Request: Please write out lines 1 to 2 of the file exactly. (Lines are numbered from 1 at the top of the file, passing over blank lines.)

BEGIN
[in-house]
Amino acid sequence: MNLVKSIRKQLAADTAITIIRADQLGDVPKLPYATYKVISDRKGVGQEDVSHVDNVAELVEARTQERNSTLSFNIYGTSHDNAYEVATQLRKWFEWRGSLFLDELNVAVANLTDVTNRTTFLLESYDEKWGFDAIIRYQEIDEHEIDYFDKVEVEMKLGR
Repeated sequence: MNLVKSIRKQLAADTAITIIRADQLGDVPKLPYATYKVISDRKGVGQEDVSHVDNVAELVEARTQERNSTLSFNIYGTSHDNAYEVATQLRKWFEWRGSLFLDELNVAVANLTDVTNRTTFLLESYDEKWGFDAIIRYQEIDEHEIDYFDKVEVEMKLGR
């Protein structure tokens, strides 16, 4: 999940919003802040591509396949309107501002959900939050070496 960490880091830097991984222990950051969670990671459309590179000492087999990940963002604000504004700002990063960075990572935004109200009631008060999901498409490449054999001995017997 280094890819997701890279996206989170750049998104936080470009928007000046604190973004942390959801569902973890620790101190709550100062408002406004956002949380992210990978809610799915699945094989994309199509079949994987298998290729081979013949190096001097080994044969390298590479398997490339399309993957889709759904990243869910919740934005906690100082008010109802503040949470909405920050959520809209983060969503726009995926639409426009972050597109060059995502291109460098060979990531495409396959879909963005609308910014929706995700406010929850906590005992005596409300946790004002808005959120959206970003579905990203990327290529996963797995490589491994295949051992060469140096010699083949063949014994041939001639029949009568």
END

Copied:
[in-house]
Amino acid sequence: MNLVKSIRKQLAADTAITIIRADQLGDVPKLPYATYKVISDRKGVGQEDVSHVDNVAELVEARTQERNSTLSFNIYGTSHDNAYEVATQLRKWFEWRGSLFLDELNVAVANLTDVTNRTTFLLESYDEKWGFDAIIRYQEIDEHEIDYFDKVEVEMKLGR